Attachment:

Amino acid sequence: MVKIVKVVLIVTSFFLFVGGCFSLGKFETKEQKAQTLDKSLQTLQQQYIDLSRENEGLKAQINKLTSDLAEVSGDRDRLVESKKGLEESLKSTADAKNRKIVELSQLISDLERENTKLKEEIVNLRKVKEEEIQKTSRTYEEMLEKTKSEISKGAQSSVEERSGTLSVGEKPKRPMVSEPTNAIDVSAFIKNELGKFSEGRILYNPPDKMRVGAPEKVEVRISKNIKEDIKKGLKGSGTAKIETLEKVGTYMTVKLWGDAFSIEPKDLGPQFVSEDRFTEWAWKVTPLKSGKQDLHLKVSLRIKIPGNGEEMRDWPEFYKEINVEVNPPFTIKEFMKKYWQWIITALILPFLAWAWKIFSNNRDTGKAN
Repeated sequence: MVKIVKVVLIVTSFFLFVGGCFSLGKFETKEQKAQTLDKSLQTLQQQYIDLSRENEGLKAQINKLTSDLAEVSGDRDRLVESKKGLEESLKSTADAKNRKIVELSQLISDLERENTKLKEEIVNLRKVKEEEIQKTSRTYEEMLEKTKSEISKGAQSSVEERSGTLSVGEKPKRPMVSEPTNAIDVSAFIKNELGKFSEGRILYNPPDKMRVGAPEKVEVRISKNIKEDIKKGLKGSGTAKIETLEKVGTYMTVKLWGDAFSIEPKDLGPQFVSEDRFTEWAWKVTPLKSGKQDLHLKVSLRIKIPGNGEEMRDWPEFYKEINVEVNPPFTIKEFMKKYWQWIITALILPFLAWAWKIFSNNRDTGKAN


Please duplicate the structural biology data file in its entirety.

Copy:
Amino acid sequence: MVKIVKVVLIVTSFFLFVGGCFSLGKFETKEQKAQTLDKSLQTLQQQYIDLSRENEGLKAQINKLTSDLAEVSGDRDRLVESKKGLEESLKSTADAKNRKIVELSQLISDLERENTKLKEEIVNLRKVKEEEIQKTSRTYEEMLEKTKSEISKGAQSSVEERSGTLSVGEKPKRPMVSEPTNAIDVSAFIKNELGKFSEGRILYNPPDKMRVGAPEKVEVRISKNIKEDIKKGLKGSGTAKIETLEKVGTYMTVKLWGDAFSIEPKDLGPQFVSEDRFTEWAWKVTPLKSGKQDLHLKVSLRIKIPGNGEEMRDWPEFYKEINVEVNPPFTIKEFMKKYWQWIITALILPFLAWAWKIFSNNRDTGKAN
Repeated sequence: MVKIVKVVLIVTSFFLFVGGCFSLGKFETKEQKAQTLDKSLQTLQQQYIDLSRENEGLKAQINKLTSDLAEVSGDRDRLVESKKGLEESLKSTADAKNRKIVELSQLISDLERENTKLKEEIVNLRKVKEEEIQKTSRTYEEMLEKTKSEISKGAQSSVEERSGTLSVGEKPKRPMVSEPTNAIDVSAFIKNELGKFSEGRILYNPPDKMRVGAPEKVEVRISKNIKEDIKKGLKGSGTAKIETLEKVGTYMTVKLWGDAFSIEPKDLGPQFVSEDRFTEWAWKVTPLKSGKQDLHLKVSLRIKIPGNGEEMRDWPEFYKEINVEVNPPFTIKEFMKKYWQWIITALILPFLAWAWKIFSNNRDTGKAN